We pack in a lot of travelling over the year. As well as visiting countries to give advice and guidance on vaccination campaigns and implementation, we also attend conferences and meetings so that we can stay up to date. Transboundary and emerging diseases are constantly, and rapidly, changing, so it is essential that we have knowledge that is current and relevant.
Transboundary and emerging disease are constantly and rapidly changing, so it is essential that our knowledge is current and relevant. It drives our engagement with the community to understand local situation and we grab the opportunity for rapid learning on the ground.
Two meetings at the beginning of the year really exemplified what we try to do. They were so different, yet both had an impact on what we do and how we can advise others. Both John Atkinson (Intergovernmental Veterinary Health) and myself went to Cornell University to participate in their Animal Health Hackathon, while John went to Uganda on a European Commission for the Control of Foot-and-Mouth Disease (EuFMD) FMD field training course.
Cornel Animal Health Hackathon:
Many of you may not even know what a hackathon is. Originally starting with computer programmers, the idea is to have a short but intense event where people collaborate over challenges. In the case of the Animal Health Hackathon, students from Cornell and other colleges were brought together for a weekend at Cornell’s eHub. They were tempted in by the offer of free food and drink over the weekend, along with credits towards their courses. It wasn’t just students from the animal health field, but also bioengineers, marketers, entrepreneurs, and many others. They could choose from various challenges from real-world situations to “hack.” We supplied three challenges: improving disease surveillance for FMD, developing a world vaccine bank, and improving rabies vaccination rates of feral dogs. In addition to John, Jennifer Goldstein (Market Intelligence and Business Strategy), and myself, we brought along Mission Rabies and the Centers for Disease Control and Prevention (CDC) as additional mentors. Over the weekend we worked with all the students, not just those choosing our challenges, and helped them develop innovative approaches to problems using their knowledge of new technologies married to our knowledge of life in the field.
FMD Real-Time Training in Uganda:
The EuFMD FMD Real-Time Training takes participants out of the schoolroom and into the field to see FMD first hand. It is an opportunity to gain experience in diagnosis and investigation of FMD outbreaks, including managing real-world situations where information and facilities may be limited. As well as the pressure of dealing with a real outbreak, it also brings home the importance and difficulty of things like biosecurity and teaches the need to adapt to rapidly changing situations. Working together with people you’ve only just met, assessing the field situation, trying to track the disease spread, and the initial start of the outbreak, all provide rapid learning opportunities.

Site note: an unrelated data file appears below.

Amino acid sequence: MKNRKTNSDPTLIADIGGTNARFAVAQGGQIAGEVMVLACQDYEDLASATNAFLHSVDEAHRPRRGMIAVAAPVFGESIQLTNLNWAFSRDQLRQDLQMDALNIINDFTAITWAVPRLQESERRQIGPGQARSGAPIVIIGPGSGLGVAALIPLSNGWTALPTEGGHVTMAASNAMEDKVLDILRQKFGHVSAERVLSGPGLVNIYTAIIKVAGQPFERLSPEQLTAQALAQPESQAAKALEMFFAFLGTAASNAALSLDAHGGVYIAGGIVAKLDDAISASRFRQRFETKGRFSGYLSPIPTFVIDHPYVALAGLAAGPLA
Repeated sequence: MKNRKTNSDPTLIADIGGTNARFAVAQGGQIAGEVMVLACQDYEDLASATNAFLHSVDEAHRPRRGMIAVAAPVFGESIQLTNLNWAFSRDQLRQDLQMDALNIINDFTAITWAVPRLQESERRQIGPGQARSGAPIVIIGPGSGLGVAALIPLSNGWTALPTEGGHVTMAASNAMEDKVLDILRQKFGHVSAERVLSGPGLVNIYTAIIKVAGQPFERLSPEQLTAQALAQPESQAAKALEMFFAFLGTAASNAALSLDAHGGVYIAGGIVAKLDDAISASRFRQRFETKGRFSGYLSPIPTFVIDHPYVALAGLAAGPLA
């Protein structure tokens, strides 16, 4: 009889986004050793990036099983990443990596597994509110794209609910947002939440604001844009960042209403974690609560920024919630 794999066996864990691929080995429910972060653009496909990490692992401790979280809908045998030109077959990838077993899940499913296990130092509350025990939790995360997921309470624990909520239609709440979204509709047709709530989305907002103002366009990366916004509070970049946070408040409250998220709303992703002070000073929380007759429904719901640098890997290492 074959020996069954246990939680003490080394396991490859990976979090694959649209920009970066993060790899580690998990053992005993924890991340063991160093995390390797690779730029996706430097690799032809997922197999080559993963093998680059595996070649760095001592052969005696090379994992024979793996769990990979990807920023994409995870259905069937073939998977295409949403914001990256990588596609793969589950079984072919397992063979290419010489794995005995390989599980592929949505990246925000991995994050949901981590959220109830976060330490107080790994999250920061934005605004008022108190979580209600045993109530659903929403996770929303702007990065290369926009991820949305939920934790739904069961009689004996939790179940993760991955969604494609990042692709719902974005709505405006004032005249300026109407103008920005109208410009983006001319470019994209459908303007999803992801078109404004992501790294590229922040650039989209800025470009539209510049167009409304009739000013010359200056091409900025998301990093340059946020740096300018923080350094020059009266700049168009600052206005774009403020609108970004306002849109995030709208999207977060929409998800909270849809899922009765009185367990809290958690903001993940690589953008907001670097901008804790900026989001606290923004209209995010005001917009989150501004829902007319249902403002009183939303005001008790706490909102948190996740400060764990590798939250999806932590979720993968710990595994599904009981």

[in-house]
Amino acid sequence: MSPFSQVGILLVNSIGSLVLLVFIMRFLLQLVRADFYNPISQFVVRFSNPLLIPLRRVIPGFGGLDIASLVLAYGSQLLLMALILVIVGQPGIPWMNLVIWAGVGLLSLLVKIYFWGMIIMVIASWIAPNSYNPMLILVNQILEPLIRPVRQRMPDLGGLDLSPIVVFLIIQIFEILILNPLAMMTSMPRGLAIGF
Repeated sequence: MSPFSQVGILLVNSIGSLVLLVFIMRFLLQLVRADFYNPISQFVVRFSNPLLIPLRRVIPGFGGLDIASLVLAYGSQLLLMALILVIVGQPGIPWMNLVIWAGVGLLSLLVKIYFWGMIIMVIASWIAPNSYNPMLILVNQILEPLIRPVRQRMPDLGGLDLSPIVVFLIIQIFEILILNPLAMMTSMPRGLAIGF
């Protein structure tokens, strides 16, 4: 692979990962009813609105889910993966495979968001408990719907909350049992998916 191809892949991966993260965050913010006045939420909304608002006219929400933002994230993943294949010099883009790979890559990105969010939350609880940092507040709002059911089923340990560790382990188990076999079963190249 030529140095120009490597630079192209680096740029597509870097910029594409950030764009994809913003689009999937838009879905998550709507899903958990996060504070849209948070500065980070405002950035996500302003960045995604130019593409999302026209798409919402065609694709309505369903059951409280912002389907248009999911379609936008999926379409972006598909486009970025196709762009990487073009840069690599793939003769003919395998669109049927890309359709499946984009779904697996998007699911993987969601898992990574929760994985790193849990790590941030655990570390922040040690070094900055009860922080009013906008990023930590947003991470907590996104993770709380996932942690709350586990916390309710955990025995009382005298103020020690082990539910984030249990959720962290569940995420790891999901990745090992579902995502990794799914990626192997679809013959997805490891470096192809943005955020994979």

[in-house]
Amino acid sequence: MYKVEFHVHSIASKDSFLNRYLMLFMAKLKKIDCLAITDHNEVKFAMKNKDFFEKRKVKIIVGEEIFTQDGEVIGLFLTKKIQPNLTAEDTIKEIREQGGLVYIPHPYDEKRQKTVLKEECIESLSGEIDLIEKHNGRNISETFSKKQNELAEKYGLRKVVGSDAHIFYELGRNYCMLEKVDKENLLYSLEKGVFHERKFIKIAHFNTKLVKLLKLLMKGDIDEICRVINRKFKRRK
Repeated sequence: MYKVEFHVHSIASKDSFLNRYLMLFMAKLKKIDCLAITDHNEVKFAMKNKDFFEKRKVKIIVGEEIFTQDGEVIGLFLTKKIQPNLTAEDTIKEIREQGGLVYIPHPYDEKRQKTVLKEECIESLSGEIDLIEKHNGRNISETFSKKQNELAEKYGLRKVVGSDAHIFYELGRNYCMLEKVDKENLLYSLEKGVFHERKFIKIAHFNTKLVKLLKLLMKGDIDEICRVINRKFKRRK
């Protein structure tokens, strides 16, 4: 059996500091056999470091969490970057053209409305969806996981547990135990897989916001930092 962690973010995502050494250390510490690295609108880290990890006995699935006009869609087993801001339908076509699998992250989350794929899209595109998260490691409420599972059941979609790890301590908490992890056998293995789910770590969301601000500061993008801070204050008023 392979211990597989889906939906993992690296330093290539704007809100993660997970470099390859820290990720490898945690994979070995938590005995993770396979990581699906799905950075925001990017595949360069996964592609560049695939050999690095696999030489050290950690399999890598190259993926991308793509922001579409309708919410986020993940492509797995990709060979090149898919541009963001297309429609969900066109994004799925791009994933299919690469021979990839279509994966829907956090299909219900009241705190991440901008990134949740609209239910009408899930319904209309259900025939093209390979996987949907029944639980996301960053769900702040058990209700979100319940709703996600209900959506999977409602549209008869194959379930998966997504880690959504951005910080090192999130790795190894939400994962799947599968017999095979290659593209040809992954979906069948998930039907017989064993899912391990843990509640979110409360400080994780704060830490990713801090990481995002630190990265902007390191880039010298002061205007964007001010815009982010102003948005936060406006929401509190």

Innovation to eliminate diseases
Why am I focusing on these two experiences when I could be talking about meetings on rabies, a High Quality Pork meeting talking about current strain evolvement in FMD, tuberculin planning, country visits, or others? Those others are our “normal,” absolutely essential but within our comfort box. The hackathon and the real-time training delivered something else.
Despite progress in medicine, bacteria and viruses remain ahead. We need innovation. We need tools to crack disease barriers. It is key to ultimate eradication of diseases.
We believe that innovation is key, and is a critical factor in the ultimate eradication of diseases. It is striking that, as yet, humankind has eradicated only two diseases—smallpox and rinderpest. Despite all the progress made in medicine, bacteria and viruses remain ahead. We need innovation. We need to understand new technologies, the new opportunities offered by augmented reality, and computational tools that can crack disease barriers. We get these by sharing our field knowledge built over years of experience with the students at college who have the knowledge of what science can now offer. The hackathon was about that. It was not about finding a commercial opportunity but about both teaching and learning from the future vets and doctors so we can implement technologies now.
We also believe that we are a part of the community working to defeat these diseases. To be part of a community is to engage. If we want to bring about change then we have to understand the situation as it is on the ground. We have to recognize different cultures, different farming practices, and different priorities. We have to build the solutions around that understanding, not try to force our experiences and culture into scenarios where they just can’t work. Going on real-time training was a part of that, making our knowledge more relevant, and making our support stronger for you.
We are incredibly lucky to get to travel and to see so much. We appreciate and enjoy the opportunities that gives us. But we never lose sight of the reason why. Ultimately the aim is to improve both human and animal lives.